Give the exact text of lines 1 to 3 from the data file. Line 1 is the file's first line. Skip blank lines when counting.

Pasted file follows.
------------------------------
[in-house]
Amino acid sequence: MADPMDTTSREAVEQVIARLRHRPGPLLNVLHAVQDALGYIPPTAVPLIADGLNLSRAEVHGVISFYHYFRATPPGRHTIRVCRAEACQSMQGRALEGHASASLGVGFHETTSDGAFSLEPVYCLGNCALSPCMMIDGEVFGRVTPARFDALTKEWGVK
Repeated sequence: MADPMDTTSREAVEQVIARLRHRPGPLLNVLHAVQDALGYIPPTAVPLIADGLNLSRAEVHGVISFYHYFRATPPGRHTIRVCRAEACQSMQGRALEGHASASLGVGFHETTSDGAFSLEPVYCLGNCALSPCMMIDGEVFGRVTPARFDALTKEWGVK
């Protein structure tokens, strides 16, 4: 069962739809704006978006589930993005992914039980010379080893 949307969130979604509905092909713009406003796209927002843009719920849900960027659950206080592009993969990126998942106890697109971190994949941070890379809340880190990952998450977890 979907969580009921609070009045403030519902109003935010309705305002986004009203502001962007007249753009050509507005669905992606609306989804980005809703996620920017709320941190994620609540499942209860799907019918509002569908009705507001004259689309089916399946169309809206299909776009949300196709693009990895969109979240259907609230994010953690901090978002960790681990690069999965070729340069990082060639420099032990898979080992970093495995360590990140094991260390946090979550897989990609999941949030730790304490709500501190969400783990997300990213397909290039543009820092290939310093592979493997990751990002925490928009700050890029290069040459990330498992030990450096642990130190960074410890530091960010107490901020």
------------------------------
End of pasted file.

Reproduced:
[in-house]
Amino acid sequence: MADPMDTTSREAVEQVIARLRHRPGPLLNVLHAVQDALGYIPPTAVPLIADGLNLSRAEVHGVISFYHYFRATPPGRHTIRVCRAEACQSMQGRALEGHASASLGVGFHETTSDGAFSLEPVYCLGNCALSPCMMIDGEVFGRVTPARFDALTKEWGVK
Repeated sequence: MADPMDTTSREAVEQVIARLRHRPGPLLNVLHAVQDALGYIPPTAVPLIADGLNLSRAEVHGVISFYHYFRATPPGRHTIRVCRAEACQSMQGRALEGHASASLGVGFHETTSDGAFSLEPVYCLGNCALSPCMMIDGEVFGRVTPARFDALTKEWGVK